The word "content" seems to have been the darling of all things marketing in 2012, and content marketing has been recommended as a best-practice by an endless array of marketing experts and industry bloggers.
By nature, many of us like to look at trends. Some people are trend-setters and other people are trend-followers. Just as the Acai berry was regarded as the top super food in 2011 and quinoa took over the crown in 2012, content seems to be the new black in marketing.
Social media channels are flooded with opinions about why content is so important and how to develop a sound content marketing strategy. In particular, my Twitter feed is abuzz with content tweets and links to a sea of articles.
(After spending many hours reading through these words of wisdom, I have the following advice for budding authors: When you write an article about content, please ensure you deliver good content.)
At the Canadian Marketing Association's Marketing Influence in Canada conference on October 3, 2012, Ipsos Reid presented survey findings suggesting that Canadian companies are allocating more budget toward content development in search marketing. According to the 2012 Marketing Sherpa Lead Generation Benchmark Report, 54% of marketers use content marketing as a lead generation tactic. And a BtoB study has found that content marketing is the top driver of leads for B2B marketers.
All very exciting stuff indeed; however, I am not sure what to make of those pronouncements. I find the phrase "content marketing" rather amusing as a "new" concept. Can anyone really market anything effectively without good content or content strategies? I believe not. In fact, content has always been and will always be the very foundation of marketing.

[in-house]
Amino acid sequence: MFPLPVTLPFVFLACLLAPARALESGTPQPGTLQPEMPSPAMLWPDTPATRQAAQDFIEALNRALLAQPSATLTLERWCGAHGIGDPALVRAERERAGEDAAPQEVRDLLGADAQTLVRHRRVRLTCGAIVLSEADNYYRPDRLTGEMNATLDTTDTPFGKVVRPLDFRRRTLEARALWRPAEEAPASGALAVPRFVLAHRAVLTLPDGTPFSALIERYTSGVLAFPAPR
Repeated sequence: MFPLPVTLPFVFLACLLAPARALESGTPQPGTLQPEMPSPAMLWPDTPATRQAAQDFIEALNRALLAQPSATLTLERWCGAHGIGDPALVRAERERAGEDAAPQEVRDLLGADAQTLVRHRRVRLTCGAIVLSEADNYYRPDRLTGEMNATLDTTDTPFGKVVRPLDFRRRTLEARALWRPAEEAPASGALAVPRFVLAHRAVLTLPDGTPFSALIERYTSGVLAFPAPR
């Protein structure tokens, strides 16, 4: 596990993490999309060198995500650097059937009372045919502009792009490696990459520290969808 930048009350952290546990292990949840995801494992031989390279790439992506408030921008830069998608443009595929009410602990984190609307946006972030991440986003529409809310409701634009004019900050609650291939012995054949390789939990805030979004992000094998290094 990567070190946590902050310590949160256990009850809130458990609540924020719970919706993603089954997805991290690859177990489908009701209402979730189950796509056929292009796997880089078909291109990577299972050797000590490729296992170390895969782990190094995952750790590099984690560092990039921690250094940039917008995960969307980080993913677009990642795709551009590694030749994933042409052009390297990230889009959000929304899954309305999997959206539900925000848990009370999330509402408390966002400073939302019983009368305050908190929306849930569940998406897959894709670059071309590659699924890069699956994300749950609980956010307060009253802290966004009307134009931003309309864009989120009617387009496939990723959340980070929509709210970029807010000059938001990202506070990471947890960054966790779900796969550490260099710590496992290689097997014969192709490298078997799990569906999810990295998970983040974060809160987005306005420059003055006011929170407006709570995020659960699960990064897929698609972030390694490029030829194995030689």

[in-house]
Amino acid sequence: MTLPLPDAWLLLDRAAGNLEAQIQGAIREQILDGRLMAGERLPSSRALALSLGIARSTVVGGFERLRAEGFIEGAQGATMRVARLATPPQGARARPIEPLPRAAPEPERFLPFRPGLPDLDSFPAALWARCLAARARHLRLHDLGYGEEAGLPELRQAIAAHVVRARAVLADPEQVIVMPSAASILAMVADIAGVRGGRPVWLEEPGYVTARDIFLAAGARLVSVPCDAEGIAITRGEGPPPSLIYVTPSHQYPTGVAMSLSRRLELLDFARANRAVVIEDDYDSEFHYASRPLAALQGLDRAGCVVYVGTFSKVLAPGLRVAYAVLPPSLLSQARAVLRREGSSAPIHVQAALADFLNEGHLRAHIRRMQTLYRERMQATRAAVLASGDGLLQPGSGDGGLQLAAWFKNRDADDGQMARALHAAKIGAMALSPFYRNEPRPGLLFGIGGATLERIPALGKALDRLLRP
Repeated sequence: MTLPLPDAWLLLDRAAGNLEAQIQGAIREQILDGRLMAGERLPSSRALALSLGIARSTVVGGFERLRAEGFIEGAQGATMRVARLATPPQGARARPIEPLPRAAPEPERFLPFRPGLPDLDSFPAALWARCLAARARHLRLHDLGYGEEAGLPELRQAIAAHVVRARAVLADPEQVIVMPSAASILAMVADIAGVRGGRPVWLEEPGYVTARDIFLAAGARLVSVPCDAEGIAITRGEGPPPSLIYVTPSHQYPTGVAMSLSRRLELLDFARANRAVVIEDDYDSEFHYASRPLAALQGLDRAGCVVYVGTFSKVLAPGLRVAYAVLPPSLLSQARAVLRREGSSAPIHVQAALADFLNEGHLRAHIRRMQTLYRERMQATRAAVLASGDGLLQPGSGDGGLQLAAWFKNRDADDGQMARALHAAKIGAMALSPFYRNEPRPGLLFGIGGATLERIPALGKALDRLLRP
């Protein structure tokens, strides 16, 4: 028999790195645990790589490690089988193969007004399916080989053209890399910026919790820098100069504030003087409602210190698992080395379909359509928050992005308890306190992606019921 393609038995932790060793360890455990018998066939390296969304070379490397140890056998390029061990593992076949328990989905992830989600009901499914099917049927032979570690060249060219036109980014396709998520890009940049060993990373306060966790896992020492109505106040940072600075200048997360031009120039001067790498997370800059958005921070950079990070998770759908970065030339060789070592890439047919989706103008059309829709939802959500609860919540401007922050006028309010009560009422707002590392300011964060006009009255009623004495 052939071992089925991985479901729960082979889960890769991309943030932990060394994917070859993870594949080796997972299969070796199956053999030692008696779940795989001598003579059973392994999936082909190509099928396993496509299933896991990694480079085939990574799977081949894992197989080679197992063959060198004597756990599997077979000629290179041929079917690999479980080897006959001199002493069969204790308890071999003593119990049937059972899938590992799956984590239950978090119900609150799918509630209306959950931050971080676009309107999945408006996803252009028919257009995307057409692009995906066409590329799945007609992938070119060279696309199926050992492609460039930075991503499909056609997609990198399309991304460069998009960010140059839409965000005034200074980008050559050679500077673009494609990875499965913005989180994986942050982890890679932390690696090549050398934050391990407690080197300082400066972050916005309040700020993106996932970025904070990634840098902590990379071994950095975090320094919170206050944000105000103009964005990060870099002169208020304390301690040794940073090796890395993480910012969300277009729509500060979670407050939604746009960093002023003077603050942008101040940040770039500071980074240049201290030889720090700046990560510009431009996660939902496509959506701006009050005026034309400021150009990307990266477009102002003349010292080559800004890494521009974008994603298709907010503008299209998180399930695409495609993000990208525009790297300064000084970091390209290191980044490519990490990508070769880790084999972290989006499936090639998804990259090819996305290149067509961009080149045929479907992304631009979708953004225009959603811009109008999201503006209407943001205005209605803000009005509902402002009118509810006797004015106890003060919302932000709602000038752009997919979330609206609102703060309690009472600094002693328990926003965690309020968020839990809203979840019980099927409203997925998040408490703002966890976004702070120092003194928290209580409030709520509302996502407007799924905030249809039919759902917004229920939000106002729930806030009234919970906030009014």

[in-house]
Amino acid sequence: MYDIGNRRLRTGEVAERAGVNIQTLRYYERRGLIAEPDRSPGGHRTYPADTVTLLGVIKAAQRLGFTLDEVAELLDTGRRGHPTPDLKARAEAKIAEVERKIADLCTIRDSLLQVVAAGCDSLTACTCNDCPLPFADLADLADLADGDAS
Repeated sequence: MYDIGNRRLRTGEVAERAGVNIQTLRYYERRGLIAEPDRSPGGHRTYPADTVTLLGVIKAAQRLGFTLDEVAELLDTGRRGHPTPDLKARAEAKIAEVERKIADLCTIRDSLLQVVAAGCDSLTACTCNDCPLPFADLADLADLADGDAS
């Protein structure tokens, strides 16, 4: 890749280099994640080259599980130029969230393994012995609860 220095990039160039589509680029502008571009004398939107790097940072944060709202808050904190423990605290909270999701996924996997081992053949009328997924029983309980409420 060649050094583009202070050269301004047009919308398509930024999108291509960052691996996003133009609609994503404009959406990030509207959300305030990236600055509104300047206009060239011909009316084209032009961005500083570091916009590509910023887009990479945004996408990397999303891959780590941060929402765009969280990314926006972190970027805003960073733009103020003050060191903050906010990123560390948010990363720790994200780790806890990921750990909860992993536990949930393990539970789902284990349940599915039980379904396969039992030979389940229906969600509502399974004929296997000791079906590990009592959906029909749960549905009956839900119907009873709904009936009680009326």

So what does content marketing mean exactly? In my view, it means to mindfully create and share valuable messaging that attracts a consistent readership, influences mindshare, and accelerates buying decisions in a non-sales way.
Content drives traffic. Traffic creates interest. Interest breeds conversion. That seems like perfect logic to me.
So why do so many marketers pull their hair out when the word "content" gets brought up? I attribute that to a lack of confidence.
Over the years, I have worked with many people I would consider top-notch marketers. I've had discussions with dozens of them about this very topic. The consensus is that our stakeholders tell us we are not doing a great job when creating content.
In the technology industry, for example, Marketing can feel sandwiched: We get stuck between Product Management and Sales. The former owns the products, and the latter owns the customers. In messaging and content creation, Marketing tries to translate features and capabilities into benefits and solutions. However, Product Management is concerned that Marketing doesn't know enough details about the products, and Sales is equally concerned that Marketing will create something that doesn't resonate with customers.
The social media explosion in recent years has helped to address those concerns. Marketing can now rely on channels that reduce the internal dependencies between Product Management and Sales. We can test-drive content and build online communities. We can provide valuable insights back to Sales and Product Management. We feel more in the zone.
Yet, still, we have trouble believing that we can master a sound content marketing strategy. We are also challenged with meeting the constant demand for supplying consistently compelling content.
Problem... and Solution
Fortunately, there is no shortage of advice out there to help you tackle those challenges.
One of the best resources I've come across is Copyblogger's collection of content marketing articles. I recommend that you allocate a few hours to go through the material. It will be time well spent.
Another great content resource that I religiously follow is MarketingProfs.